Posted by: Kiersten | June 14, 2010

When it rains, it pours.

None identify with this proverb more than those who live near the rain forest.  Our lives seem to follow the pattern of the weather – months of shortened days, concentrating on just gettin’ by until the tourists and the money floods the town in summer.

When the rain falling from the sky lightens up, the tourists pour in and suddenly everyone is busier than bees in springtime.  Mother Nature’s doing her part in helping us cram as much work as possible into the summer days by giving us an astonishingly long day:  the light brush-strokes of dawn paint the sky at 4:30 am and floods the day with light and energy until 10:30 at night.  There really *are* enough hours in the day here, the trouble is there aren’t enough hours at night to sleep!

Kat & I have never been busier.  Everything is happening all at once with our coffee baby.  She’s demanding to be fed and talked to every hour of the day.  The trouble is, we’ve never had more things going on *outside* of the business.  We’re still trying to dig a functional household out of the piles of crap we moved.  (Notice, whenever you move your prized and loved possessions become “crap” overnight.)  My part-time job has become busier because all of the clients are busier.  And to top it all off, the Wild Women have come to town.

Six months ago when Beth Mairs asked me if I’d like to earn a bit o’ change by shuttling the Wild Women on the Pacific Rim trip around town, I jumped at the chance.  After all, I figured by then we’d surely have the business rumbling along.  (Stop laughing.)

Despite our chronic lack of spare time, we’re finding our little injection of Wild Women to be just what we needed to restore our humour, and our simple joy at living here.  There is nothing like showing tourists around to make a Ukee resident appreciate the magic of this part of the world all over again.  I realized just how much I’ve learned in the last eight months – I was able to answer a lot of their questions, I pointed out a few species of birds common to Ukee but rare pretty much everywhere else.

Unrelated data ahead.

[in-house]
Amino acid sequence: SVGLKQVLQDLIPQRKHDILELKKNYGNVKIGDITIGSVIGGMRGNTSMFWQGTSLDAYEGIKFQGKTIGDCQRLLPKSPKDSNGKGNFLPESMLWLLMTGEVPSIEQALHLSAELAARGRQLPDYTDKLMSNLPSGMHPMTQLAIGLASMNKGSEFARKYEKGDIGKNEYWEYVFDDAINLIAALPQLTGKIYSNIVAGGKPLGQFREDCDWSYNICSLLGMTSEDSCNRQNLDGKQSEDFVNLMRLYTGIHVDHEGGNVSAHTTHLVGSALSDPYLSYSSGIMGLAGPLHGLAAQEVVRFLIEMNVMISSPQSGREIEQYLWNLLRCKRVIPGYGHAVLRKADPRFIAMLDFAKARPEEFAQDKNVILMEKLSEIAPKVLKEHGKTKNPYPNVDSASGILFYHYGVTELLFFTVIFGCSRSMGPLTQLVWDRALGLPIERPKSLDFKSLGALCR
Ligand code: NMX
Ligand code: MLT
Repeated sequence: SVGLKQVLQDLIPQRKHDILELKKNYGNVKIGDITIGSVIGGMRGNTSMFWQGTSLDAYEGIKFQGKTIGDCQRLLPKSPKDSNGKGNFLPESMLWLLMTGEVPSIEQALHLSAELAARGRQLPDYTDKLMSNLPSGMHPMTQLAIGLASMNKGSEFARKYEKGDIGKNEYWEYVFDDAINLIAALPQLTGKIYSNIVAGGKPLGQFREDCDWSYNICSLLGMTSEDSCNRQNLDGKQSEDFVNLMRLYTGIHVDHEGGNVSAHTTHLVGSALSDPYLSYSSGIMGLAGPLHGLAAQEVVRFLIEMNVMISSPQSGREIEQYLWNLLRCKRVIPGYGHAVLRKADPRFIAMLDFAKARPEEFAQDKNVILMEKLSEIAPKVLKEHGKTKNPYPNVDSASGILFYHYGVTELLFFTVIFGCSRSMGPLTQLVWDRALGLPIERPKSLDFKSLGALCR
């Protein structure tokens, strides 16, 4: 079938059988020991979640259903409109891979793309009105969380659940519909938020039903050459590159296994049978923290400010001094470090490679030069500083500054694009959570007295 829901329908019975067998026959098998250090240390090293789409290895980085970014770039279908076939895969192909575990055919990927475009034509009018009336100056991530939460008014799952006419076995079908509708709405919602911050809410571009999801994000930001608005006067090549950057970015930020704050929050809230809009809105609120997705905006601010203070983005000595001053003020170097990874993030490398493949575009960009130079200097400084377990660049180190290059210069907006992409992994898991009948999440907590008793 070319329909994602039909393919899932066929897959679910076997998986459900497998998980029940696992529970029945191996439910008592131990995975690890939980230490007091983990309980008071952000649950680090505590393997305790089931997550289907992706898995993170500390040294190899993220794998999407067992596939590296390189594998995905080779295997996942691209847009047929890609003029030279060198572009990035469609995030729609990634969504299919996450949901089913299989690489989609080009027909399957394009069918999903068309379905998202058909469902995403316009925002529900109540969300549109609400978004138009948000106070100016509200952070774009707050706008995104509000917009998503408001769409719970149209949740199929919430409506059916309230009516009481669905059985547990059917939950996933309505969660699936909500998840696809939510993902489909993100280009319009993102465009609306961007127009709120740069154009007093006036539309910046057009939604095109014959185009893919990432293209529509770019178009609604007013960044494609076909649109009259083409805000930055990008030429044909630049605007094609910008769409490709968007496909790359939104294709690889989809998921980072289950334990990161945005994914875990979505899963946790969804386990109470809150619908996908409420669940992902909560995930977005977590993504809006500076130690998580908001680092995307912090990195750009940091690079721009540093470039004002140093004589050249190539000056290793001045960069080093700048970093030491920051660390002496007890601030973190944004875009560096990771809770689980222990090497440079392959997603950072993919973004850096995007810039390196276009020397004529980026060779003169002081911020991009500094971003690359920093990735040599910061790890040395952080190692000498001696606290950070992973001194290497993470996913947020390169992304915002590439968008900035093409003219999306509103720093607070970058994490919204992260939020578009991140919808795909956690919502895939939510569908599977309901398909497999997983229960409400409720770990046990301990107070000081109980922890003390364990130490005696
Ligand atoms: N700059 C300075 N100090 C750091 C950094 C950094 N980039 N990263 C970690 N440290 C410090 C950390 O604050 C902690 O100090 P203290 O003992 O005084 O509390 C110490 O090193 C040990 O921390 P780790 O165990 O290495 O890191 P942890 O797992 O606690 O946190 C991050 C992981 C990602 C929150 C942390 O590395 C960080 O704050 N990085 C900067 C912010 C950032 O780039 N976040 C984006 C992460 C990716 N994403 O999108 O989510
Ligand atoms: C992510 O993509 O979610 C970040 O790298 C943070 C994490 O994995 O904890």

Saturday, we accompanied the group on a walk on the lighthouse loop, a portion of the Wild Pacific trail with gorgeous views.  The women were thrilled with the little bits of shells that litter the beaches.  They rejoiced in fresh ocean air.  As usual, the little bit of magic that follows the Wild Women around on their trips came to Ukee too; a whale surfaced just off the coast in a burst of misty breath, and a doe with her newborn fawn nursed her baby in full view of the group.  (Pictures coming soon!)

Yesterday, Kat shuttled the group around Tofino while I went to work and surprised my boss who forgot I was scheduled to work on Sunday.  I happily took the day off since there was just so damn much I could be doing at home; when I got home, I lay down on the couch and promptly fell asleep.

It was the first afternoon I’ve had off since before we moved.  I guess I needed a nap.

In the early evening Kat came home, happy and energized from her day with the Wild Women.  They’d been to a beach that Kat & I hadn’t visited before, and they’d walked the rain forest trail, something Kat & I haven’t done since we moved here.   I burned some perogies for dinner and then tackled the horrific mess in the living room – a mess that’s been dominating our apartment since we moved.  I managed to break it down and either find homes for the stuff, move it to storage or to the second bedroom where we could close the door and pretend that we don’t still have hours of work to do in setting up our new home.

Kat & I were up with the sun again today – Kat’s shuttling the Wild Women out to Toquart Bay for their kayaking trip to the Broken Group Islands.  I’m at home, enjoying our clutter-free living room, typing at the kitchen bar that looks out our back balcony on to the harbour.  The sea lion chorus is harmonizing, and I’m watching a playful fellow float on his back with his flippers out of the water, enjoying the sunshine.  The eagles are hanging out on an old dock post sticking straight up from the water; it’s low tide and I can see a star fish on that post just above the water line.

Life is so full of good things, it’s bursting at the seams.

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Responses

  1. ‘Pouring’ thought it may be in terms of being busy, it sounds as though your life is full of rainbows. Your writing is a true gift, so I am glad you carved out a bit of time to share with us.


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